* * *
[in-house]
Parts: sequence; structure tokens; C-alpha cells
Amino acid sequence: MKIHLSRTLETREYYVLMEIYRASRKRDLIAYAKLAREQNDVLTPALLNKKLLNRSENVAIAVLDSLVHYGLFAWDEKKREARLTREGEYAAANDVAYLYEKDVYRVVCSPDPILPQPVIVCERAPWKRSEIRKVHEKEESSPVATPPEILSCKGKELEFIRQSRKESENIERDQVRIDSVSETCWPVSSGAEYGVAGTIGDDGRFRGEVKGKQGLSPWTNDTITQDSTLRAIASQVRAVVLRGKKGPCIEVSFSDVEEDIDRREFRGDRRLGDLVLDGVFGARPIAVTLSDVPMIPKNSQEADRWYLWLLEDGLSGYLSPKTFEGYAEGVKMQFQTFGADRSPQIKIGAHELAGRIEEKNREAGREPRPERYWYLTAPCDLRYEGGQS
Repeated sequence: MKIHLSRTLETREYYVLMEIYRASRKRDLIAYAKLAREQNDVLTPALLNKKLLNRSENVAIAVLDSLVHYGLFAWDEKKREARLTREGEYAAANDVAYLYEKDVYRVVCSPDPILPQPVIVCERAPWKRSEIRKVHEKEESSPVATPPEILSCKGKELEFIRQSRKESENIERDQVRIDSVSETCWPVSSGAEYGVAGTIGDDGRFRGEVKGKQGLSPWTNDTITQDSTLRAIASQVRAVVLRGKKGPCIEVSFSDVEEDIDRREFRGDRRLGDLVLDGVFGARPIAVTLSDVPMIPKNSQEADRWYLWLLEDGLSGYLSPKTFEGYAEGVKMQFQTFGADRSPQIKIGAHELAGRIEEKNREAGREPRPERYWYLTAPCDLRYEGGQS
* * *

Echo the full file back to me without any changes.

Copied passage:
[in-house]
Parts: sequence; structure tokens; C-alpha cells
Amino acid sequence: MKIHLSRTLETREYYVLMEIYRASRKRDLIAYAKLAREQNDVLTPALLNKKLLNRSENVAIAVLDSLVHYGLFAWDEKKREARLTREGEYAAANDVAYLYEKDVYRVVCSPDPILPQPVIVCERAPWKRSEIRKVHEKEESSPVATPPEILSCKGKELEFIRQSRKESENIERDQVRIDSVSETCWPVSSGAEYGVAGTIGDDGRFRGEVKGKQGLSPWTNDTITQDSTLRAIASQVRAVVLRGKKGPCIEVSFSDVEEDIDRREFRGDRRLGDLVLDGVFGARPIAVTLSDVPMIPKNSQEADRWYLWLLEDGLSGYLSPKTFEGYAEGVKMQFQTFGADRSPQIKIGAHELAGRIEEKNREAGREPRPERYWYLTAPCDLRYEGGQS
Repeated sequence: MKIHLSRTLETREYYVLMEIYRASRKRDLIAYAKLAREQNDVLTPALLNKKLLNRSENVAIAVLDSLVHYGLFAWDEKKREARLTREGEYAAANDVAYLYEKDVYRVVCSPDPILPQPVIVCERAPWKRSEIRKVHEKEESSPVATPPEILSCKGKELEFIRQSRKESENIERDQVRIDSVSETCWPVSSGAEYGVAGTIGDDGRFRGEVKGKQGLSPWTNDTITQDSTLRAIASQVRAVVLRGKKGPCIEVSFSDVEEDIDRREFRGDRRLGDLVLDGVFGARPIAVTLSDVPMIPKNSQEADRWYLWLLEDGLSGYLSPKTFEGYAEGVKMQFQTFGADRSPQIKIGAHELAGRIEEKNREAGREPRPERYWYLTAPCDLRYEGGQS